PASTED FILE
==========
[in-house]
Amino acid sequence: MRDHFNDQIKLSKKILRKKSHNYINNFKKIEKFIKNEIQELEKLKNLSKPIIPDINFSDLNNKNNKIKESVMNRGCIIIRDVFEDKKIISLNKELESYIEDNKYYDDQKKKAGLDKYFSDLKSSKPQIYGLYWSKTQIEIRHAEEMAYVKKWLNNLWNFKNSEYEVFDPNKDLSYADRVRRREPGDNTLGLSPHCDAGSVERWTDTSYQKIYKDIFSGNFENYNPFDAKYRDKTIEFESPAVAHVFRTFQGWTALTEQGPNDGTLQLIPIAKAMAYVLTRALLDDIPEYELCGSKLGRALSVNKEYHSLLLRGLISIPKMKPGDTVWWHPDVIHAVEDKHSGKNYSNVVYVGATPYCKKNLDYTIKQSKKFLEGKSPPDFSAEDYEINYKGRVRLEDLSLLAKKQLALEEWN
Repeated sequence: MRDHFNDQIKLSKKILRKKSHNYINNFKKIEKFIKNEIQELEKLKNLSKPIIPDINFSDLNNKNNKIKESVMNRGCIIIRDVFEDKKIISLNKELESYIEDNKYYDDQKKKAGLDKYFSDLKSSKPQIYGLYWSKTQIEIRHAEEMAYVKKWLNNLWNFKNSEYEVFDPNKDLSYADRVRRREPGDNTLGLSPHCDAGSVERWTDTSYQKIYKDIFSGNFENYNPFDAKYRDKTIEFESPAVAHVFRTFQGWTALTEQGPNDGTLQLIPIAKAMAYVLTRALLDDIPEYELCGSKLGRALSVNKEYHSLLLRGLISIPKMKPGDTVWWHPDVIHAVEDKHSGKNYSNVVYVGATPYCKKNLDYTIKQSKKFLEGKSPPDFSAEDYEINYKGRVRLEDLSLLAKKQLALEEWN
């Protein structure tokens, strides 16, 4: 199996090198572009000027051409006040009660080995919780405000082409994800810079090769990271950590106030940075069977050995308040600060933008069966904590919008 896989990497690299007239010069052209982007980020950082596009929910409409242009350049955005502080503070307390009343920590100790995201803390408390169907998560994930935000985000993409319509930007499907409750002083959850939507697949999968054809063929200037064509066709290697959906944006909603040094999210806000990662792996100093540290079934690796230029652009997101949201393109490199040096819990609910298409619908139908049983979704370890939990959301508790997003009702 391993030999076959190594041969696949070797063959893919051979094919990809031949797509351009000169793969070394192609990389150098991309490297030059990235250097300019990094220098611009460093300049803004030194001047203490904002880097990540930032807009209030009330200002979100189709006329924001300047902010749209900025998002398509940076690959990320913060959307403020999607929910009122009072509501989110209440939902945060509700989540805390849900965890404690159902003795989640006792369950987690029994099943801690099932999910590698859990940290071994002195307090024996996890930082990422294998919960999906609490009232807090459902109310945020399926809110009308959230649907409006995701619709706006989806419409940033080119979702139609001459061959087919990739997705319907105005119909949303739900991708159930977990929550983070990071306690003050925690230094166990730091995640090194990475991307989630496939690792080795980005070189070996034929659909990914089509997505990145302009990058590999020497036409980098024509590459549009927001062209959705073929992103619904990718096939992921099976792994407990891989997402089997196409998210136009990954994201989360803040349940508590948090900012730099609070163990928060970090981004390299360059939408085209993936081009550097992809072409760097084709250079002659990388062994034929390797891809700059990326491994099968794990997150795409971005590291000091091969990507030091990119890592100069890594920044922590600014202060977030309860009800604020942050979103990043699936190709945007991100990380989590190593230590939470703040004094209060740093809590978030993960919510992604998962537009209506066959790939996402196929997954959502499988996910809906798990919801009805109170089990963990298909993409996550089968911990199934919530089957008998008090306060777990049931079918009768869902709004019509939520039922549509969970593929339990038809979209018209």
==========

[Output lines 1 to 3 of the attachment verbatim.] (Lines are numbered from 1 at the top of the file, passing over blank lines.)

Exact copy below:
[in-house]
Amino acid sequence: MRDHFNDQIKLSKKILRKKSHNYINNFKKIEKFIKNEIQELEKLKNLSKPIIPDINFSDLNNKNNKIKESVMNRGCIIIRDVFEDKKIISLNKELESYIEDNKYYDDQKKKAGLDKYFSDLKSSKPQIYGLYWSKTQIEIRHAEEMAYVKKWLNNLWNFKNSEYEVFDPNKDLSYADRVRRREPGDNTLGLSPHCDAGSVERWTDTSYQKIYKDIFSGNFENYNPFDAKYRDKTIEFESPAVAHVFRTFQGWTALTEQGPNDGTLQLIPIAKAMAYVLTRALLDDIPEYELCGSKLGRALSVNKEYHSLLLRGLISIPKMKPGDTVWWHPDVIHAVEDKHSGKNYSNVVYVGATPYCKKNLDYTIKQSKKFLEGKSPPDFSAEDYEINYKGRVRLEDLSLLAKKQLALEEWN
Repeated sequence: MRDHFNDQIKLSKKILRKKSHNYINNFKKIEKFIKNEIQELEKLKNLSKPIIPDINFSDLNNKNNKIKESVMNRGCIIIRDVFEDKKIISLNKELESYIEDNKYYDDQKKKAGLDKYFSDLKSSKPQIYGLYWSKTQIEIRHAEEMAYVKKWLNNLWNFKNSEYEVFDPNKDLSYADRVRRREPGDNTLGLSPHCDAGSVERWTDTSYQKIYKDIFSGNFENYNPFDAKYRDKTIEFESPAVAHVFRTFQGWTALTEQGPNDGTLQLIPIAKAMAYVLTRALLDDIPEYELCGSKLGRALSVNKEYHSLLLRGLISIPKMKPGDTVWWHPDVIHAVEDKHSGKNYSNVVYVGATPYCKKNLDYTIKQSKKFLEGKSPPDFSAEDYEINYKGRVRLEDLSLLAKKQLALEEWN